During Prime Minister Fukuda's visit to Washington last month, the United States and Japan agreed to work closely together on key elements of a post-2012 framework, including the following: (1) a long-term, global emissions reduction goal, consistent with economic development needs; (2) national plans that set mid-term goals in support of the global goal, with each country selecting its own mix of binding, market-based regulations, incentives, and voluntary programs; (3) collaborative technology development and deployment strategies, especially in fossil-fuel power generation, transportation, and land use, supported by international sector-based working groups; (4) innovative financing mechanisms to deploy clean energy technology in the developing world, coupled with the elimination of tariff and non-tariff barriers for clean energy goods and services; (5) improved emissions measurement and accounting systems to track progress; and the sixth and final element (6) robust programs addressing deforestation, adaptation, and technology access, especially for developing countries.

A post-2012 agreement including these elements should be structured to encourage commitments by the major developing countries. These elements and possible structures will be discussed further at subsequent Major Economies meetings following the Bali conference. President Bush has proposed a meeting of the Major Economies' leaders next summer to try to reach agreement on an approach that allows for flexibility and diversity and is, as I said, environmentally effective, economically sustainable, and global in nature. This would be what the G-8 Communique called for: a "detailed contribution" to negotiations under the UN Framework Convention.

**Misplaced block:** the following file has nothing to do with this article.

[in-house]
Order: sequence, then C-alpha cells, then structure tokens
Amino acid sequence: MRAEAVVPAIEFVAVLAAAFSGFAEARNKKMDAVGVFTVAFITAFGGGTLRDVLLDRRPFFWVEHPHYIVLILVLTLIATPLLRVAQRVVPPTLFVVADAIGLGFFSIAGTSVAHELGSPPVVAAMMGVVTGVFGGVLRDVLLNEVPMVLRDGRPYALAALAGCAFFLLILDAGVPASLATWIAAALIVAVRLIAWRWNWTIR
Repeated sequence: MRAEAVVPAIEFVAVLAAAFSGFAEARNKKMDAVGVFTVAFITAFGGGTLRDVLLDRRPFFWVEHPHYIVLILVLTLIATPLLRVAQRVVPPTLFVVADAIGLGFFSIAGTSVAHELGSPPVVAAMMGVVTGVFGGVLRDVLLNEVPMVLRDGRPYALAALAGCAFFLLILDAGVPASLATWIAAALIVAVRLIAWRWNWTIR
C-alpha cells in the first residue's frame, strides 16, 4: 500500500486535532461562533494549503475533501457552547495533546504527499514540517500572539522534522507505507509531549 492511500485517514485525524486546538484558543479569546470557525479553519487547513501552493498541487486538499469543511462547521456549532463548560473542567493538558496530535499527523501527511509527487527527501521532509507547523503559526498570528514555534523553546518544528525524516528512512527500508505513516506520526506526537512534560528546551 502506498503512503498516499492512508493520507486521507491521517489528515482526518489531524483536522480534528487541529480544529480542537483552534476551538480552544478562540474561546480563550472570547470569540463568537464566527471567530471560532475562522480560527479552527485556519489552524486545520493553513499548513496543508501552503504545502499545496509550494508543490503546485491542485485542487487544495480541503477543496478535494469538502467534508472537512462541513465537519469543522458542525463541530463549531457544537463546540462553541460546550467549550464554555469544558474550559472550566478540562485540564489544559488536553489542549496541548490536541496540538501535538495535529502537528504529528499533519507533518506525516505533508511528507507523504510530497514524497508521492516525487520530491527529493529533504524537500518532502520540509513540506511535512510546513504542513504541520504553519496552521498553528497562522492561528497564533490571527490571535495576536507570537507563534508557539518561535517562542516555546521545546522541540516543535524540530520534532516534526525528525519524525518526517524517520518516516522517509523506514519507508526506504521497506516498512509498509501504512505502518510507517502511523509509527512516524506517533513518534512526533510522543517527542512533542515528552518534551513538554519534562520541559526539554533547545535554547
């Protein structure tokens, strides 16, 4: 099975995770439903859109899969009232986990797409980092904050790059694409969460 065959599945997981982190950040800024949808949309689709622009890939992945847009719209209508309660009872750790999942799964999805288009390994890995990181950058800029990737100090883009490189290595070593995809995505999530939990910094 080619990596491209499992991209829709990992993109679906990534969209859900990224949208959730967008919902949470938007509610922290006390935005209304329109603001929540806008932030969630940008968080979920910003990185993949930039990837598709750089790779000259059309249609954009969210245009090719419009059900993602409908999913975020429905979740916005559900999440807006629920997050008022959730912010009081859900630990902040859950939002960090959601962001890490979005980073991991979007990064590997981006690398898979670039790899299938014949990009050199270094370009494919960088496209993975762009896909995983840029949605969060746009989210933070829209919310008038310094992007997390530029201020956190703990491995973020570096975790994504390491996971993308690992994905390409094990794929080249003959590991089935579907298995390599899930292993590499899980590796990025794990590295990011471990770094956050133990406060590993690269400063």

Practical work is underway. U.S. Treasury Secretary Paulson is discussing with other donors a new multilateral financing mechanism to accelerate use of clean technologies and help deploy lower-carbon infrastructure in developing countries. U.S. Trade Representative Susan Schwab is proposing in the WTO elimination of trade barriers to clean technologies, including ones that can help mitigate climate change. We hope Japan will join in and support these efforts, which will not only address climate change but would create new business opportunities for clean technology industries in both of our countries and around the world.